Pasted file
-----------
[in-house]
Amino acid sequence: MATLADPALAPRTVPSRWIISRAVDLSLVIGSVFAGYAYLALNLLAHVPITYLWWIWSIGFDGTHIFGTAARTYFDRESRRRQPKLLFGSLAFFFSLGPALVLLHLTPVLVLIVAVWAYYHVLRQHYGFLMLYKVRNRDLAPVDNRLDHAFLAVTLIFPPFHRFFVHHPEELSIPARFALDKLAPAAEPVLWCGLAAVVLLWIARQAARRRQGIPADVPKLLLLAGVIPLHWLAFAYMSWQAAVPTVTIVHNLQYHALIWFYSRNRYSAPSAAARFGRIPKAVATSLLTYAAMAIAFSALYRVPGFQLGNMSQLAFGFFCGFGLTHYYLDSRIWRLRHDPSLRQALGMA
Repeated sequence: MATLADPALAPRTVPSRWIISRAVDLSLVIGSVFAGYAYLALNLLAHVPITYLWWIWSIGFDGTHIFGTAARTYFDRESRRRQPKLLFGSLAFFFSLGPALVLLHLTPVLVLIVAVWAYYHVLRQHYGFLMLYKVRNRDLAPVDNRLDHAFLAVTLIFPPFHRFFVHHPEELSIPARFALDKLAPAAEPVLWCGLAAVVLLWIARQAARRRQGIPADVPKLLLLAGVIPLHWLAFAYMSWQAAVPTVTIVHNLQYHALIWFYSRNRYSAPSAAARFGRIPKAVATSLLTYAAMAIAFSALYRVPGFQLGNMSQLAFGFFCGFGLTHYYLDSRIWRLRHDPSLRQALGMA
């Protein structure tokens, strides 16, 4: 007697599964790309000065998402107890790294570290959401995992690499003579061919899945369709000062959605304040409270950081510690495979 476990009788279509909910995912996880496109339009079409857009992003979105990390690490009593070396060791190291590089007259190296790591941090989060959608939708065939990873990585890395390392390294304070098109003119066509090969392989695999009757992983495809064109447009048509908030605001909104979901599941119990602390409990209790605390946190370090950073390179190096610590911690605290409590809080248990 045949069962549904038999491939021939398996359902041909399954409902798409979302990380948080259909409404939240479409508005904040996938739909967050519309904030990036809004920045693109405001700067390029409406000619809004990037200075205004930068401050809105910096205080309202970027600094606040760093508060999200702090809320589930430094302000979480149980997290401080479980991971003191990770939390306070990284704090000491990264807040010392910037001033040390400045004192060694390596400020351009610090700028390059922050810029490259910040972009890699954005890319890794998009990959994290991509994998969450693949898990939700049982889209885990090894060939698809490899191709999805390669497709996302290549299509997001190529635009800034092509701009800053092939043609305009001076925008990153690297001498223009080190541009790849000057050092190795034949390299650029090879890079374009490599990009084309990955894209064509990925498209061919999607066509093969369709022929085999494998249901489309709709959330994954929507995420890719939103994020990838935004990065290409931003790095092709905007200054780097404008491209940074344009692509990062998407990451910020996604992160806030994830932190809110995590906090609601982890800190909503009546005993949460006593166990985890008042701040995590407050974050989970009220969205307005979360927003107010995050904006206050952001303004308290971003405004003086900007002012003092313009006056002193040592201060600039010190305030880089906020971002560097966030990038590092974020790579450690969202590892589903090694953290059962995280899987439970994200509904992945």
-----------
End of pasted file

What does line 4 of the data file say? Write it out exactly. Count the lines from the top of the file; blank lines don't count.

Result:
């Protein structure tokens, strides 16, 4: 007697599964790309000065998402107890790294570290959401995992690499003579061919899945369709000062959605304040409270950081510690495979 476990009788279509909910995912996880496109339009079409857009992003979105990390690490009593070396060791190291590089007259190296790591941090989060959608939708065939990873990585890395390392390294304070098109003119066509090969392989695999009757992983495809064109447009048509908030605001909104979901599941119990602390409990209790605390946190370090950073390179190096610590911690605290409590809080248990 045949069962549904038999491939021939398996359902041909399954409902798409979302990380948080259909409404939240479409508005904040996938739909967050519309904030990036809004920045693109405001700067390029409406000619809004990037200075205004930068401050809105910096205080309202970027600094606040760093508060999200702090809320589930430094302000979480149980997290401080479980991971003191990770939390306070990284704090000491990264807040010392910037001033040390400045004192060694390596400020351009610090700028390059922050810029490259910040972009890699954005890319890794998009990959994290991509994998969450693949898990939700049982889209885990090894060939698809490899191709999805390669497709996302290549299509997001190529635009800034092509701009800053092939043609305009001076925008990153690297001498223009080190541009790849000057050092190795034949390299650029090879890079374009490599990009084309990955894209064509990925498209061919999607066509093969369709022929085999494998249901489309709709959330994954929507995420890719939103994020990838935004990065290409931003790095092709905007200054780097404008491209940074344009692509990062998407990451910020996604992160806030994830932190809110995590906090609601982890800190909503009546005993949460006593166990985890008042701040995590407050974050989970009220969205307005979360927003107010995050904006206050952001303004308290971003405004003086900007002012003092313009006056002193040592201060600039010190305030880089906020971002560097966030990038590092974020790579450690969202590892589903090694953290059962995280899987439970994200509904992945």